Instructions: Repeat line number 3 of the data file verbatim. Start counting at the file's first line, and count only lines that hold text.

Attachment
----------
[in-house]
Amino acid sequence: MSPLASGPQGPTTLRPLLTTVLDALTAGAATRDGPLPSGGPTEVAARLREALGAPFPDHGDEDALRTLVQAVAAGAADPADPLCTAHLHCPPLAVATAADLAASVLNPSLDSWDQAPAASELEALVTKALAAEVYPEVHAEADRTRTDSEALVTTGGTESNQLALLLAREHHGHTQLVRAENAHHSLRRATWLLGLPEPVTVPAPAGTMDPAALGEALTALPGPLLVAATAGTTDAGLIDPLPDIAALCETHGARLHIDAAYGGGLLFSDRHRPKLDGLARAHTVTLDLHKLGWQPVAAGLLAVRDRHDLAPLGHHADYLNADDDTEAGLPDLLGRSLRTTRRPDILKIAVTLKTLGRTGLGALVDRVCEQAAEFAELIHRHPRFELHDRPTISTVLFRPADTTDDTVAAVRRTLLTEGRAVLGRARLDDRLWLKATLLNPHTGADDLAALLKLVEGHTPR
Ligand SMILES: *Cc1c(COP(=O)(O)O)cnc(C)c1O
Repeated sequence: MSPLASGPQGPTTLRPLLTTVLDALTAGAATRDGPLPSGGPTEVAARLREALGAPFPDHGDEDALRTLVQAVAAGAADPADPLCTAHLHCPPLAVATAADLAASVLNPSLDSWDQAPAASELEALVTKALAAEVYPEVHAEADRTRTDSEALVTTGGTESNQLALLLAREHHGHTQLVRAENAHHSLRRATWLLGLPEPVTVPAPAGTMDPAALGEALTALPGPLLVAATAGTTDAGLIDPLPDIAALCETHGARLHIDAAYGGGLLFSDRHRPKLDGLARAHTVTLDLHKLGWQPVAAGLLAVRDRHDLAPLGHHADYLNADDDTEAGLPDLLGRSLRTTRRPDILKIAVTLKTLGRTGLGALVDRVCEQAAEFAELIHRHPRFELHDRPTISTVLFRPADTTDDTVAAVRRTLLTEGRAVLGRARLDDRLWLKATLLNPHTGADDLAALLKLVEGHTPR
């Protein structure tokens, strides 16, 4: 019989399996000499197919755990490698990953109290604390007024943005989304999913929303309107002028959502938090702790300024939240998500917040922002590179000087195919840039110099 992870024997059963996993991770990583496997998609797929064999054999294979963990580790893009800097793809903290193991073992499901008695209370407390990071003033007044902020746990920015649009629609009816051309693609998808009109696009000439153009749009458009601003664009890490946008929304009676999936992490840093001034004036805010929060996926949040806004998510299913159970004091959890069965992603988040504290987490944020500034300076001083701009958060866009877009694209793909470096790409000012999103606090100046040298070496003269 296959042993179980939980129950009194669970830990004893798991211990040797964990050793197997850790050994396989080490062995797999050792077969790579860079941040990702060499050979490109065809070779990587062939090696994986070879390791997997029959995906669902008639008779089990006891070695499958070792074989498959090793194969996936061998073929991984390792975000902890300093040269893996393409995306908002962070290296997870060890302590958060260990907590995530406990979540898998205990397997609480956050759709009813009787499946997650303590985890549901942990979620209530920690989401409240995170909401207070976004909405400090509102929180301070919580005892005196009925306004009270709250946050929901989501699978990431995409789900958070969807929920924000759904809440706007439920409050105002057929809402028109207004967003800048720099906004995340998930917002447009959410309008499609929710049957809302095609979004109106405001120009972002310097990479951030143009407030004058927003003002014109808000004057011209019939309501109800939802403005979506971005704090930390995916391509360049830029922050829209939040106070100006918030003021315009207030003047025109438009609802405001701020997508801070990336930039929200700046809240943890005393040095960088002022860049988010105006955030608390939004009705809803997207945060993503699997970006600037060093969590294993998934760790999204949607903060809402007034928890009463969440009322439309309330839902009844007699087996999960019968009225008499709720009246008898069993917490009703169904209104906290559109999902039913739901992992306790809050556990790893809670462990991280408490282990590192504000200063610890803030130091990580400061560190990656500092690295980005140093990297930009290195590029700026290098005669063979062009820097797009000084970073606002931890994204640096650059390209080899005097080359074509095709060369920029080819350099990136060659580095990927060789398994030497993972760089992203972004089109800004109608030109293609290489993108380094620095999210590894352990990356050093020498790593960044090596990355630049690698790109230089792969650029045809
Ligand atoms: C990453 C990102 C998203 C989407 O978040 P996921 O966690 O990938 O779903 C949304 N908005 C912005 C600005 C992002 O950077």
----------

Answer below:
Ligand SMILES: *Cc1c(COP(=O)(O)O)cnc(C)c1O